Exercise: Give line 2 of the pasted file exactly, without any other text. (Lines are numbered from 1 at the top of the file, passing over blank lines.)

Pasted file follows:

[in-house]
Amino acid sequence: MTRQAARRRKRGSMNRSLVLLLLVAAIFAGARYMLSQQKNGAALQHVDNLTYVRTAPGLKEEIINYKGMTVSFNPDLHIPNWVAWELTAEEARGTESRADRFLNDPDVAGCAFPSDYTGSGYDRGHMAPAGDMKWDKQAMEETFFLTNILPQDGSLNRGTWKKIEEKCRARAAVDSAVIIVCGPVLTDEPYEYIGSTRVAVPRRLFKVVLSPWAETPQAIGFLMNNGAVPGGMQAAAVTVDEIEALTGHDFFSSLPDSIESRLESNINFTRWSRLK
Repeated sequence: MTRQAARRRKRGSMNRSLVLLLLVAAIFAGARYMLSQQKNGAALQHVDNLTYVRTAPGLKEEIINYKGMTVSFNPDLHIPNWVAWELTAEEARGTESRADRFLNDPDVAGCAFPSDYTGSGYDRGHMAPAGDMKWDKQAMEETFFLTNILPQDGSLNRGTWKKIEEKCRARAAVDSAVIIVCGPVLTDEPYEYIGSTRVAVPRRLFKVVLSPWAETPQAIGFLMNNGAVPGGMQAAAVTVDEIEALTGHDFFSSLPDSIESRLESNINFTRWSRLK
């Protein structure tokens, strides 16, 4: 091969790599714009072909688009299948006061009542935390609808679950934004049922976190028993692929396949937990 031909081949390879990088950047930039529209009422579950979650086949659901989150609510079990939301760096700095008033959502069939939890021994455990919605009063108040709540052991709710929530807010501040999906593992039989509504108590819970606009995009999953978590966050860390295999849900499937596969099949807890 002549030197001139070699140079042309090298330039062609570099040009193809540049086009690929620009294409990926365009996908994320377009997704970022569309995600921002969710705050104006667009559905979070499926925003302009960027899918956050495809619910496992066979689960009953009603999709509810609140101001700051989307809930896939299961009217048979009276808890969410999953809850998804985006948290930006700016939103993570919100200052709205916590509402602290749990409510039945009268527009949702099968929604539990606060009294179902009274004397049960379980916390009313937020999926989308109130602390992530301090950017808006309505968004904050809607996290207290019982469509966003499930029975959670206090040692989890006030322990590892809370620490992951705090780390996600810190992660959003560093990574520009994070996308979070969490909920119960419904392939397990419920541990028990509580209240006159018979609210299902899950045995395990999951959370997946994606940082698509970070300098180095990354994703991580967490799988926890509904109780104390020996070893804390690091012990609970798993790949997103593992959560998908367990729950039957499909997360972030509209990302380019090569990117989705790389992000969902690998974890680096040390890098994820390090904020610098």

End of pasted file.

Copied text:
Amino acid sequence: MTRQAARRRKRGSMNRSLVLLLLVAAIFAGARYMLSQQKNGAALQHVDNLTYVRTAPGLKEEIINYKGMTVSFNPDLHIPNWVAWELTAEEARGTESRADRFLNDPDVAGCAFPSDYTGSGYDRGHMAPAGDMKWDKQAMEETFFLTNILPQDGSLNRGTWKKIEEKCRARAAVDSAVIIVCGPVLTDEPYEYIGSTRVAVPRRLFKVVLSPWAETPQAIGFLMNNGAVPGGMQAAAVTVDEIEALTGHDFFSSLPDSIESRLESNINFTRWSRLK